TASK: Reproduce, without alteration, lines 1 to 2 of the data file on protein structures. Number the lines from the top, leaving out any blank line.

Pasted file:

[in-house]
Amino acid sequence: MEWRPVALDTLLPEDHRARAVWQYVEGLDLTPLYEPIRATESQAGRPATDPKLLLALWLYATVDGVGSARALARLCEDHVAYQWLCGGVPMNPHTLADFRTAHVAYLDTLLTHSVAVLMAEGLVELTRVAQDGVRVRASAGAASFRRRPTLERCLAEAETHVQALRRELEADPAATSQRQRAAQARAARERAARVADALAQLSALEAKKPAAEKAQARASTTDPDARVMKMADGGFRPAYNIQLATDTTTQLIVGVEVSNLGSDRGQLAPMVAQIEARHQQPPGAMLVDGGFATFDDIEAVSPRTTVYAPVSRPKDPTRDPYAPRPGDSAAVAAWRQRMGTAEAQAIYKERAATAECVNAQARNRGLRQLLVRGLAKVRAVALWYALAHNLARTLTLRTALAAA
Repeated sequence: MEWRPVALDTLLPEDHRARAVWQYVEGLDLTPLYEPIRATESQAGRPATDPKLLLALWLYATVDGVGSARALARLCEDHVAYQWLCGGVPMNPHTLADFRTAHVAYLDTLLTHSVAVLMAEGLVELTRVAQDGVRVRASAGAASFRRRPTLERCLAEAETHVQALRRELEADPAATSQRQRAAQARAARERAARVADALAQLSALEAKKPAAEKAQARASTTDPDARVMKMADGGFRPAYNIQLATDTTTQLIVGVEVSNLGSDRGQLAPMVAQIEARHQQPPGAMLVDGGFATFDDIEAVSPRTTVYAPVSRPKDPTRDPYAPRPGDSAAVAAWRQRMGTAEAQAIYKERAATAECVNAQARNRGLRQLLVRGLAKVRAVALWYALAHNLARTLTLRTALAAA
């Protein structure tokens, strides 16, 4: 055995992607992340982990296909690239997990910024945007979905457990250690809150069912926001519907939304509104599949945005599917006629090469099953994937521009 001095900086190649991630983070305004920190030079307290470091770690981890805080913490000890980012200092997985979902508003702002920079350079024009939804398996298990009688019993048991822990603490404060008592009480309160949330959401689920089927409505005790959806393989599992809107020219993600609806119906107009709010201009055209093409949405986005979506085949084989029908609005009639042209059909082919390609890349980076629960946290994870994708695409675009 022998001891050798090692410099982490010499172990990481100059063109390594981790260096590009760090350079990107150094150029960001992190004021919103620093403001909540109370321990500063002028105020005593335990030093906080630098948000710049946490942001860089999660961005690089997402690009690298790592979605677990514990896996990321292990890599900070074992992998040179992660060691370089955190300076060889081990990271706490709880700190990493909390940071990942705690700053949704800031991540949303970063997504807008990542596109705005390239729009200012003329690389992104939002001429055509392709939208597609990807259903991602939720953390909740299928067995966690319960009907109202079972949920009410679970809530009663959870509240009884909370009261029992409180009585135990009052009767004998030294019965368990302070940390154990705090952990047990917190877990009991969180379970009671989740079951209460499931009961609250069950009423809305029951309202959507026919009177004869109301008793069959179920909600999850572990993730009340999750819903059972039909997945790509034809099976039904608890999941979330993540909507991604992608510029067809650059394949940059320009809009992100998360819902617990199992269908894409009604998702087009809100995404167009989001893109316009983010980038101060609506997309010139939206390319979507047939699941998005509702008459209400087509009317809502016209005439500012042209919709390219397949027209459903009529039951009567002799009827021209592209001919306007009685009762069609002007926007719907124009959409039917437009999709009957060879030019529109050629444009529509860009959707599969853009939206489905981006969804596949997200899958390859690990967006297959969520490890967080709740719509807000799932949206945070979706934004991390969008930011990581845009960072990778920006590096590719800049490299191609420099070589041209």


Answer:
[in-house]
Amino acid sequence: MEWRPVALDTLLPEDHRARAVWQYVEGLDLTPLYEPIRATESQAGRPATDPKLLLALWLYATVDGVGSARALARLCEDHVAYQWLCGGVPMNPHTLADFRTAHVAYLDTLLTHSVAVLMAEGLVELTRVAQDGVRVRASAGAASFRRRPTLERCLAEAETHVQALRRELEADPAATSQRQRAAQARAARERAARVADALAQLSALEAKKPAAEKAQARASTTDPDARVMKMADGGFRPAYNIQLATDTTTQLIVGVEVSNLGSDRGQLAPMVAQIEARHQQPPGAMLVDGGFATFDDIEAVSPRTTVYAPVSRPKDPTRDPYAPRPGDSAAVAAWRQRMGTAEAQAIYKERAATAECVNAQARNRGLRQLLVRGLAKVRAVALWYALAHNLARTLTLRTALAAA